“We always talk about music changing lives and then you see the
conditions some of these children exist in. I know many of them
personally so I know the difficulties they face, they can’t even take the
instruments home,” he mentioned.
“But when you see what they can produce and how they have
progressed in the three years we have been involved, you are moved to tears, it makes this job that we do tolerable,” he added.
Collymore was talking at a service where Safaricom gave over a check worth Sh7 million to Ghetto Works of art as continues from the Safaricom Global Jazz Celebration.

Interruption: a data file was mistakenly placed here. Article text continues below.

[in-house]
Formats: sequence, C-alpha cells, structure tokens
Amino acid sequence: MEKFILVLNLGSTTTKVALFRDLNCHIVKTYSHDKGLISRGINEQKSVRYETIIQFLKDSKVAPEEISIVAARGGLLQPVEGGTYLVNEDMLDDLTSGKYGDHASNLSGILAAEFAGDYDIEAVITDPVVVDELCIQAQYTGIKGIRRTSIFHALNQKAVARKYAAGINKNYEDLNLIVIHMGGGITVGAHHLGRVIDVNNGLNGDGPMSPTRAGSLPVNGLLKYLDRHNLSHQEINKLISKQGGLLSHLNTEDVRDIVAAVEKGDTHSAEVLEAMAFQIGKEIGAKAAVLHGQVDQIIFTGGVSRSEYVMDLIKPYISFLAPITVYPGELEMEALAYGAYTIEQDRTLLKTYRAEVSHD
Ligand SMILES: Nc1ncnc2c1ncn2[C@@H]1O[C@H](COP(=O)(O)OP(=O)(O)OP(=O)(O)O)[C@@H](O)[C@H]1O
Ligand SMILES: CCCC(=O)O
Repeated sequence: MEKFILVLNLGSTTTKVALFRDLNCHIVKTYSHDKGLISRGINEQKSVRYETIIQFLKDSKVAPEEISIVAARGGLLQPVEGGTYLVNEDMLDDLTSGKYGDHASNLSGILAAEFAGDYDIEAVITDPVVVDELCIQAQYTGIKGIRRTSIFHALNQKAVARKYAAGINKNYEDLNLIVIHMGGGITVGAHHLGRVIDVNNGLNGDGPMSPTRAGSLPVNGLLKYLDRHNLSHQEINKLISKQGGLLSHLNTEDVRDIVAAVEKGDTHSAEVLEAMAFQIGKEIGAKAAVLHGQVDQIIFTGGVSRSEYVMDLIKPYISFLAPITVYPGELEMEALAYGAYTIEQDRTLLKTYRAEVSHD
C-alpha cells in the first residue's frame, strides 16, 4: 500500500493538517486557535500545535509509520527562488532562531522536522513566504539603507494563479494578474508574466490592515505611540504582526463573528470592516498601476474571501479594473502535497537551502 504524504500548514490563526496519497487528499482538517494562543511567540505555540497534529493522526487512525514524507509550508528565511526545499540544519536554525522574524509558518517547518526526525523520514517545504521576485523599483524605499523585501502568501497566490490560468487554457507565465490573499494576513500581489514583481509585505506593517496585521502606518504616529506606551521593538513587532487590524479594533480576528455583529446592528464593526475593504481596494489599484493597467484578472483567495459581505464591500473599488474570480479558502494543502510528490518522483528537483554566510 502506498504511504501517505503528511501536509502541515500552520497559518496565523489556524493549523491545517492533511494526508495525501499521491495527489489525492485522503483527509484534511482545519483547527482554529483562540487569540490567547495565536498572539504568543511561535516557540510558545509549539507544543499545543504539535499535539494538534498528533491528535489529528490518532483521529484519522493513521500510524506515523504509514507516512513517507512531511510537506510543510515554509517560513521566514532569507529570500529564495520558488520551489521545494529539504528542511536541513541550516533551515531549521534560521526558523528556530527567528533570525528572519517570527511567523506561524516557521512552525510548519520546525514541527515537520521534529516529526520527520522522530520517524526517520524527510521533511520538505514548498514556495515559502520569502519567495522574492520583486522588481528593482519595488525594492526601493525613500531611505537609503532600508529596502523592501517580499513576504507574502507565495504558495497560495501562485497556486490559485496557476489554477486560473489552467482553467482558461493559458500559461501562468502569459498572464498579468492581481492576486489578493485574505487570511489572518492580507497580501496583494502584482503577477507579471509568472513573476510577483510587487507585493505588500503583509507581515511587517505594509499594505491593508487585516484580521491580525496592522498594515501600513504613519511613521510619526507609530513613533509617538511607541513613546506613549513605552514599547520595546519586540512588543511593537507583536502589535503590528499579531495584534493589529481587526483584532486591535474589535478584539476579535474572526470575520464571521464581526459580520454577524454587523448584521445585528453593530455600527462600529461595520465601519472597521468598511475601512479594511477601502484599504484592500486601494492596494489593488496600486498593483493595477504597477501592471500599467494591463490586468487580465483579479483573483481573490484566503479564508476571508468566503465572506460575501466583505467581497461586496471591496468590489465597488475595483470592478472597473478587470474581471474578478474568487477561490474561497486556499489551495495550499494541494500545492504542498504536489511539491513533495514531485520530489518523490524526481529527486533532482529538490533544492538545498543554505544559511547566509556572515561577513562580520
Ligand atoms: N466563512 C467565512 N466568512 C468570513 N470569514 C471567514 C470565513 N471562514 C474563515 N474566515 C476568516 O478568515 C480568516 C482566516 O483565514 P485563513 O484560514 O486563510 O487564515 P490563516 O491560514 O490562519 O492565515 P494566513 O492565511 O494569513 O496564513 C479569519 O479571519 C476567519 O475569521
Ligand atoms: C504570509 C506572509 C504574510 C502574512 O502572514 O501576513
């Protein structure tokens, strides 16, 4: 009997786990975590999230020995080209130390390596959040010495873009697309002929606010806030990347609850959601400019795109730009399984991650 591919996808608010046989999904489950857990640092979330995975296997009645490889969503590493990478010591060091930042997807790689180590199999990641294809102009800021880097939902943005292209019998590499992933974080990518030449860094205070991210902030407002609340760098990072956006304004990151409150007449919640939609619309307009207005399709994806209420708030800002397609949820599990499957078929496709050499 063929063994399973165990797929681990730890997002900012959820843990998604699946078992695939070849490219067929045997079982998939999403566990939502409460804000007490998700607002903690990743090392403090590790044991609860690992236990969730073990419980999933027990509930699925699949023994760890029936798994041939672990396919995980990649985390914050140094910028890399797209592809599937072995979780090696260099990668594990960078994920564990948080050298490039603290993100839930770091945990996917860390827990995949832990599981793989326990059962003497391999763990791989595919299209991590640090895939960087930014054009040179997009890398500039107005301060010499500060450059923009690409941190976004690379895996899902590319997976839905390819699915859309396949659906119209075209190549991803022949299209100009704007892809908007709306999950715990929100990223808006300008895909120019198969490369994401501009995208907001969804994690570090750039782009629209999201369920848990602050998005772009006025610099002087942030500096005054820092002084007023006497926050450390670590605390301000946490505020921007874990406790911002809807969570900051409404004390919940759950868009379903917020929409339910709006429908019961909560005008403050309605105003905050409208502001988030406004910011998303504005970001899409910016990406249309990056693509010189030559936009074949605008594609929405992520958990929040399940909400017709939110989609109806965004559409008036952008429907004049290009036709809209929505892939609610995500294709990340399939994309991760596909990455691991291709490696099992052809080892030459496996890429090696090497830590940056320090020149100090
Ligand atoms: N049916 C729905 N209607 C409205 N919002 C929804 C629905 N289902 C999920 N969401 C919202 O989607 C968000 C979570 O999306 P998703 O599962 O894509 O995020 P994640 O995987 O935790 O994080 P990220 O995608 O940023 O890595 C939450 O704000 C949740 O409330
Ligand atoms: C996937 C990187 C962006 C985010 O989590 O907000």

He likewise uncovered that the youthful artists are profiting by playing at gigs.
Bob Collymore continued by saying this, “We need to be careful because everybody wants to earn millions, but the fact of the matter is some of the kids have got their own bands, they get together and they play professional gigs. Some of them have been invited to go and play in Rome, so this is not just a slum classic thing,”.